Injective object

In mathematics, especially in the field of category theory, the concept of injective object is a generalization of the concept of injective module. This concept is important in cohomology, in homotopy theory and in the theory of model categories. The dual notion is that of a projective object.

DefinitionEdit

 
An object Q is injective if, given a monomorphism f : XY, any g : XQ can be extended to Y.

An object   in a category   is said to be injective if for every monomorphism   and every morphism   there exists a morphism   extending   to  , i.e. such that  .

That is, every morphism   factors through every monomorphism  .

The morphism   in the above definition is not required to be uniquely determined by   and  .

In a locally small category, it is equivalent to require that the hom functor   carries monomorphisms in   to surjective set maps.

In Abelian categoriesEdit

The notion of injectivity was first formulated for abelian categories, and this is still one of its primary areas of application. When   is an abelian category, an object Q of   is injective if and only if its hom functor HomC(–,Q) is exact.

If   is an exact sequence in   such that Q is injective, then the sequence splits.

Enough injectives and injective hullsEdit

The category   is said to have enough injectives if for every object X of  , there exists a monomorphism from X to an injective object.

A monomorphism g in   is called an essential monomorphism if for any morphism f, the composite fg is a monomorphism only if f is a monomorphism.

If g is an essential monomorphism with domain X and an injective codomain G, then G is called an injective hull of X. The injective hull is then uniquely determined by X up to a non-canonical isomorphism.

ExamplesEdit

UsesEdit

If an abelian category has enough injectives, we can form injective resolutions, i.e. for a given object X we can form a long exact sequence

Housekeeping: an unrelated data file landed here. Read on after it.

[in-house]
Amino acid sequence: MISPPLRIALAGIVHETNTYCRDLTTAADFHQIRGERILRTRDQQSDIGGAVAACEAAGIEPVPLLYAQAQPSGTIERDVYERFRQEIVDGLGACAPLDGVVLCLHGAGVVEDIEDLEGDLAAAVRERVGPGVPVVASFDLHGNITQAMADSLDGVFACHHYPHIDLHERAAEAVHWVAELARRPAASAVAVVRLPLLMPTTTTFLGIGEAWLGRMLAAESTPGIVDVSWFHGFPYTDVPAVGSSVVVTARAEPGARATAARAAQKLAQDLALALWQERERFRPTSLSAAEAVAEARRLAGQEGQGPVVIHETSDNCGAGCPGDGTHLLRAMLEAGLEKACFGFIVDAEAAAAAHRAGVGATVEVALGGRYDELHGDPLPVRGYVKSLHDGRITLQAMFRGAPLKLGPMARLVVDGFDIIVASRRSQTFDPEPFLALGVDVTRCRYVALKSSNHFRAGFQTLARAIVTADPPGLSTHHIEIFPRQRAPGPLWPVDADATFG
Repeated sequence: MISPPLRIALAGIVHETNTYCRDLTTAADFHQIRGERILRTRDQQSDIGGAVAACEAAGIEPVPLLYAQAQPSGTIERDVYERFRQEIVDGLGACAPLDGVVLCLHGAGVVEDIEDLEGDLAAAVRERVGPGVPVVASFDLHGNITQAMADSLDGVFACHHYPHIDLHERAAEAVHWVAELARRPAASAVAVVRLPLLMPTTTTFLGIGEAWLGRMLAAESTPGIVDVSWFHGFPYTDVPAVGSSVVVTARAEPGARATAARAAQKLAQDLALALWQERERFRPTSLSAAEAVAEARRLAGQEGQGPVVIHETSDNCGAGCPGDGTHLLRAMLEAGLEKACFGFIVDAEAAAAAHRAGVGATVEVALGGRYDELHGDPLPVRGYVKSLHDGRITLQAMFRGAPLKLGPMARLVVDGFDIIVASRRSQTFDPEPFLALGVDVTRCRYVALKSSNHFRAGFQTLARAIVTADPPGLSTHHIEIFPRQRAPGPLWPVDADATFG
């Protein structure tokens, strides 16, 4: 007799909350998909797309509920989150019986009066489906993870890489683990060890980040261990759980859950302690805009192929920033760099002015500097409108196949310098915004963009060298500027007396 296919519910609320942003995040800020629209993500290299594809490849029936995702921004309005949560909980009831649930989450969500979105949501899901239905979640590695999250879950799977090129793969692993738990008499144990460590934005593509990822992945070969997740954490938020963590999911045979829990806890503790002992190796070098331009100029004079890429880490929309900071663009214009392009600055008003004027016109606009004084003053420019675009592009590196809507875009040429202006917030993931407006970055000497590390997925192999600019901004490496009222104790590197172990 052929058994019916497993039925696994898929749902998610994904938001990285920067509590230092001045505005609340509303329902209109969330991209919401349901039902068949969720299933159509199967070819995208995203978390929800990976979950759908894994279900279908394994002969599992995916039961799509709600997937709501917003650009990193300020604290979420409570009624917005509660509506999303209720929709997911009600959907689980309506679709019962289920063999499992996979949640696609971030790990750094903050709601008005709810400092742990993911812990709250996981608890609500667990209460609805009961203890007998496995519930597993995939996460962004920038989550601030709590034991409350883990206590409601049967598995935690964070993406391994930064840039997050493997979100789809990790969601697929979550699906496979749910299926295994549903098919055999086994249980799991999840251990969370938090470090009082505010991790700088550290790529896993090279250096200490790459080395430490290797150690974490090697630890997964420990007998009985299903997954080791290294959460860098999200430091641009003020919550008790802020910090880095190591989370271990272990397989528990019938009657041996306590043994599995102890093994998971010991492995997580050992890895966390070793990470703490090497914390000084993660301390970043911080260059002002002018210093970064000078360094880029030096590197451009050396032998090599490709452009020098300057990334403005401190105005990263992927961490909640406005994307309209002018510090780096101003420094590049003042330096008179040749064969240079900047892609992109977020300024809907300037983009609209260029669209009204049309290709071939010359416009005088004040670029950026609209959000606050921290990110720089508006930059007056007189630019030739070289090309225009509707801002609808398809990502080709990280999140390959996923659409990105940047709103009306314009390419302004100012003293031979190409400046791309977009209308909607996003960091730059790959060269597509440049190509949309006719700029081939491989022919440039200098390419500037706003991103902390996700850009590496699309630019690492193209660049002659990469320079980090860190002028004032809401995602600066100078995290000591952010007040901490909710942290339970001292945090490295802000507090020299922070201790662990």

and one can then define the derived functors of a given functor F by applying F to this sequence and computing the homology of the resulting (not necessarily exact) sequence. This approach is used to define Ext, and Tor functors and also the various cohomology theories in group theory, algebraic topology and algebraic geometry. The categories being used are typically functor categories or categories of sheaves of OX modules over some ringed space (X, OX) or, more generally, any Grothendieck category.

GeneralizationEdit

 
An object Q is H-injective if, given h : AB in H, any f : AQ factors through h.

Let   be a category and let   be a class of morphisms of  .

An object   of   is said to be  -injective if for every morphism   and every morphism   in   there exists a morphism   with  .

If   is the class of monomorphisms, we are back to the injective objects that were treated above.

The category   is said to have enough  -injectives if for every object X of  , there exists an  -morphism from X to an  -injective object.

A  -morphism g in   is called  -essential if for any morphism f, the composite fg is in   only if f is in  .

If g is a  -essential morphism with domain X and an  -injective codomain G, then G is called an  -injective hull of X.

Examples of H-injective objectsEdit

See alsoEdit

NotesEdit

ReferencesEdit

  • J. Rosicky, Injectivity and accessible categories
  • F. Cagliari and S. Montovani, T0-reflection and injective hulls of fibre spaces